Both the Electric Queen and Timberjack were fitted with the same Industry Nine Trail S Hydra 28H wheelset; a really nice value wheelset which mates the amazing Hydra hubs with aluminum rims. Despite slightly denting (and fixing) the rear rim, these have held up great and been wonderful to ride, but I still occasionally found myself missing the stiffness (and durability) of carbon rims.
As the bike sat over winter I figured it’d be a good time to upgrade to the carbon rims, so just before Thanksgiving when Light Bicycle was offering a bit of a sale I ordered a set of rims and got the process started. Between these value rims and (literally) slow-boat-from-China  shipping, eBay special spokes, and spare nipples from previous builds I was able to put together a nice, solid, carbon wheelset for about $550 less than if I’d bought a complete similar set from I9. And I’ll have some rims to sell (or reuse).
The Trail S Hydra rims come with straightpull hubs that I9 doesn’t sell separately, but they were nice enough to send me the specifications for them. With some forward/backward checking against the original rims and spokes (597mm ERD, 303mm spokes) I found the DT Swiss Spoke Calculator to work great for these hubs as well.
For rims I chose the Light Bicycle Recon Pro AM930 rim, which is their high end 30mm internal 29er rim with a nude unidirectional carbon finish. As options I chose 28h drilling, black logos, and black valve stems to match the hubs and any bike. (Silver logos would also have been fine to match the hub logos, but I really prefer plain looking rims.)
When shopping around for spokes a deal popped up on eBay offering a whole box of 298mm DT Swiss Competition straightpull spokes, which perfectly match Squorx nipples left over from previous wheel builds. I love working with nipples like these, because they are tightened with a T-handle tool from the back side, which makes building way more comfortable and faster than with a traditional spoke wrench. And it means no chance to mar the anodizing on the nipples.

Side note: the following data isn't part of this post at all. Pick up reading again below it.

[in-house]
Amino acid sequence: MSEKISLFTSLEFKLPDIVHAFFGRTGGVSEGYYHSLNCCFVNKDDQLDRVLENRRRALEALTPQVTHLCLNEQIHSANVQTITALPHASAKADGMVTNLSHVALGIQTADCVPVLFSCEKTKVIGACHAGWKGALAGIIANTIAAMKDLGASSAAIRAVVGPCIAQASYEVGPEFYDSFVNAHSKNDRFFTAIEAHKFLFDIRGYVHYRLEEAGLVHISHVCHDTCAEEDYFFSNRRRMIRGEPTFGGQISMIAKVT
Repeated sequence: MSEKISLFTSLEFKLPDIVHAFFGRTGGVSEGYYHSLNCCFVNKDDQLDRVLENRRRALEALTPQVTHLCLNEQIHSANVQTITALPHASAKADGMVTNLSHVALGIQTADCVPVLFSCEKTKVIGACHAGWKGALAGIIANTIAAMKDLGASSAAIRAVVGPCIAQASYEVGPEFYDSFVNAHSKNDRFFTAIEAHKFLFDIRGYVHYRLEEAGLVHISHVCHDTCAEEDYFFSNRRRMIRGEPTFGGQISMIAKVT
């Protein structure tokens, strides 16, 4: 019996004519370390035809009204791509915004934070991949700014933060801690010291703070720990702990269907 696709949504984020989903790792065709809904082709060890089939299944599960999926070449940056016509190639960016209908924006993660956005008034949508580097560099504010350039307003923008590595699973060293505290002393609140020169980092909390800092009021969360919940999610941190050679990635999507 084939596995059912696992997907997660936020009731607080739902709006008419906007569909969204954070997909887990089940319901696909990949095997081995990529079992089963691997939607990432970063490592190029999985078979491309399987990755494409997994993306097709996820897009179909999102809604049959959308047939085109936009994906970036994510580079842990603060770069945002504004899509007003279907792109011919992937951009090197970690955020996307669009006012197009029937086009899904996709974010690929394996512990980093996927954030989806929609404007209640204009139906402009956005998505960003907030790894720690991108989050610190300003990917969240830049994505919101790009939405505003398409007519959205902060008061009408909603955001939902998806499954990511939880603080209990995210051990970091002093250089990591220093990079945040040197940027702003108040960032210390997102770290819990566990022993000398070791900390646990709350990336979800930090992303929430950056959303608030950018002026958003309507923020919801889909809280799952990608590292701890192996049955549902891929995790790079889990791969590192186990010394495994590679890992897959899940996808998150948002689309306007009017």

The wheels were built up using Ultra Tef-Gel as thread prep, to a maximum tension of ~131kgf. Before starting the build I hadn’t realized that the inner and outer spokes on each side of the rim would be a different tension. As their flange offset is a bit different for each set of spokes on each side, necessary so the straight spokes don’t interfere with each other, the bracing angle is slightly different resulting in a different tension.
I did have a slight issue where, when bringing the front wheel to tension and trying to hit the Light Bicycle recommended tension of ~145kgf, the inner Squorx heads broke off three nipples. After this I detensioned the wheel and brought it back up to a lower, but still appropriate, spec. (In the process of figuring this out I ended up cutting two spokes as the nipples couldn’t easily be turned. After the third I detensioned the wheel and decided to build to a lower tension.)
Final tension for the wheels are as follows, with the small number the indicator on a Park Tool TM-1:
Front Wheel (NDS / L / Brake Side is Steeper Bracing Angle):
Per usual with carbon rims building is a matter of centering the rim, eliminating runout, and detensioning the spokes. There’s really no truing (in the traditional sense) because single-spoke tension doesn’t really affect a stiff carbon rim.
Out of pocket cost was $651.13 on top of of the original wheelset, for a total of $1519.27 (excluding tires and sealant and whatever I can sell the old rims for):
A complete Industry Nine Hydra Trail S Carbon would cost about $2015 (with Shipping + Tax), about $500 more than the end cost of building these. While this set doesn’t have the US-made Reynolds Blacklabel rims, I’ve been happy with Light Bicycle rims on previous bikes and anticipate these’ll be just as good.
The final build, without tape/valves/tires/rotors/cassette, comes in at 794g for the front wheel and 917g for the rear wheel (1711g total). This is a 51g savings over the Trail S Hydra build when going to wider and stiffer rims. This isn’t enough weight savings to notice, but at least it didn’t add anything.
When putting the wheels back together I fitted the old tires as they still have a good bit of life left. I also used the original valve stems from Industry Nine as they are a bit shorter and I prefer the brass body versus the aluminum valves that came with the rims. It also turns out that Light Bicycle provided more than 2x as much tape as needed for the rims, which is great for future spare use. (The rims came with two rolls, one roll did both with plenty to spare.)